Implementation:

     Generally, BFR training applies to those in rehab who are trying to return from injury. Since, many athletes returning from injury require a strict and tightly controlled environment, BFR training for these athletes is occurs on the leg extension machine and leg curl. Assuming the lifter or athlete is not coming back from injury and does not have to navigate the murky exercise selection waters that accompany that, there are multiple options available. There is nothing wrong with sticking to the leg extension or leg curl, but the lifter can be more adventurous with exercise selection. Starting out, they should start with 3-5 working sets at around 30% to volitional failure. If they can accomplish over 30 reps easily, they are not using a heavy enough load. If they are doing upper body, they should superset their biceps and triceps and for lower body their quads and hamstrings. The cuffs should be worn during the entire duration of the BFR portion part of the workout. Your rest should be around 30-45 seconds and no more than a minute. Personally, I would implement BFR for 2-4 weeks at a time.

 

Beginner

2 weeks duration

30-45 seconds rest

 

Lower Body:

Sets

Reps

Weight

1a. Leg Extension

5

15-30

30%

1b. Leg Curl

5

15-30

30%

Upper Body:

 

 

 

1a. EZ Bar Curl

5

15-30

30%

1b. EZ Bar Skullcrusher

5

15+30

30%

 

 

 

 

Intermediate

2-4 weeks duration

~45 seconds rest

 

Lower Body:

Sets

Reps

Weight

1. Walking Lunges

5

20-30 (Per leg)

30%

Upper Body:

 

 

 

1a. Close Grip Bench Press

5

15-30

30%

2b. Dumbbell Curl

5

15-30

30%

 

 

 

 

Advanced

2-4 weeks duration

~45 Seconds rest

 

Lower Body:

Sets

Reps

Weight

1a. Barbell Box Squat

3-5

20-30

30-40%

1b. Banded Leg Curl

3-5

15-30

30%

Upper Body:

 

 

 

1a. Bench Press

3-5

20-30

30-40%

1b. Barbell Rows

3-5

20-30

30-40%

 

Closing thoughts:

     It would be interesting for me to see what kind of results an athlete would get with pairing a BFR protocol with banded Terminal Knee Extensions (TKE) in a clinical setting, and to see what the ramifications for the knee would be. The combination of proper tracking of the knee and stabilizing of the knee cap a la vastus medialis oblique (VMO) with the hypertrophic and strength wielding results of occluded training could be a one-two power punch for knee health and function. I am sure there are many other interesting exercise selections that BFR could be coupled with to make for some game changing results.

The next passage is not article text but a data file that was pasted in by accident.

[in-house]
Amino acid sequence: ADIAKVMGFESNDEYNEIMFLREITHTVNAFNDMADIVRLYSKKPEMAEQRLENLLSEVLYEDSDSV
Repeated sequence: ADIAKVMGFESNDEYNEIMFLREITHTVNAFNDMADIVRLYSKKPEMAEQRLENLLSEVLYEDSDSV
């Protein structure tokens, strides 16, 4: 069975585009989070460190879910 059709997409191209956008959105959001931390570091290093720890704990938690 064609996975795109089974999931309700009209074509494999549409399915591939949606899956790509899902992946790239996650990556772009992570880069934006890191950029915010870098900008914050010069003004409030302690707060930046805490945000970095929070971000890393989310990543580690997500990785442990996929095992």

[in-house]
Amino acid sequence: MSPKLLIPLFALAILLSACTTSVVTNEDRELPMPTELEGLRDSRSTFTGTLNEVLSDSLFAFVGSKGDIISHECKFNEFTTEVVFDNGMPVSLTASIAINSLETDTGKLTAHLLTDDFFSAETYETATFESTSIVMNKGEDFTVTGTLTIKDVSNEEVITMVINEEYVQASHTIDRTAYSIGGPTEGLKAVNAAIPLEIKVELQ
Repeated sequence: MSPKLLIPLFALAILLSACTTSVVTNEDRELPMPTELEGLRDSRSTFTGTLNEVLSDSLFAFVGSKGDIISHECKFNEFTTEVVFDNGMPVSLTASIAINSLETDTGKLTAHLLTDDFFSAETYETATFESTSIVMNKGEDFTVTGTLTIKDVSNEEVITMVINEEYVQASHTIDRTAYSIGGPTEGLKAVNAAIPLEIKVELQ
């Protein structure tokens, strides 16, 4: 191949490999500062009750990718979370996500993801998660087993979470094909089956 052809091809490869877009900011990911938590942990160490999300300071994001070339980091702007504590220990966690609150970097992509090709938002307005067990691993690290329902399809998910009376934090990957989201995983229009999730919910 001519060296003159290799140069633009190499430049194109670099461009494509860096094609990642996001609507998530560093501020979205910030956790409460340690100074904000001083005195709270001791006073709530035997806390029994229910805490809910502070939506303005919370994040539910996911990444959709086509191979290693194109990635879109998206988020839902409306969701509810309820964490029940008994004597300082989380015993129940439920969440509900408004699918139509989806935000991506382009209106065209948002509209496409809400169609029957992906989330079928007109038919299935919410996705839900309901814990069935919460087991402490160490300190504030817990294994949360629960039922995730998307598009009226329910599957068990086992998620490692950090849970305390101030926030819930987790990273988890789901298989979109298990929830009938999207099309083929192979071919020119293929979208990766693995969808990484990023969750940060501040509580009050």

BFR training possesses some real benefits that athletes should be looking to capitalize on. Whether its supplementing regular training schedule or looking to stay on top of things when dealing with an injury, athletes and lifters can continue to grow muscle and get stronger while implementing what they’ve learned in this article.

     You can pick up some BFR cuffs from Amazon here for a fair price, these are the ones that I own. If you're looking to dive off the deep end, you can get a more clinical feel by using these which you work with a pump, similar to getting your blood pressure taken. I am not convinced that the pricier ones are worth it or result in greater benefits but might provide more comfort and a better tactile experience.

If you have any questions feel free to contact me at connorcocklin@gmail.com

**** There was a study reviewed by Greg Nuckols from strongerbyscience in MASS that showed Type I muscle fibers hypertrophy after powerlifters implemented BFR into their training. I’m not endorsed/paid/whatever but you should check it out for a deeper dive.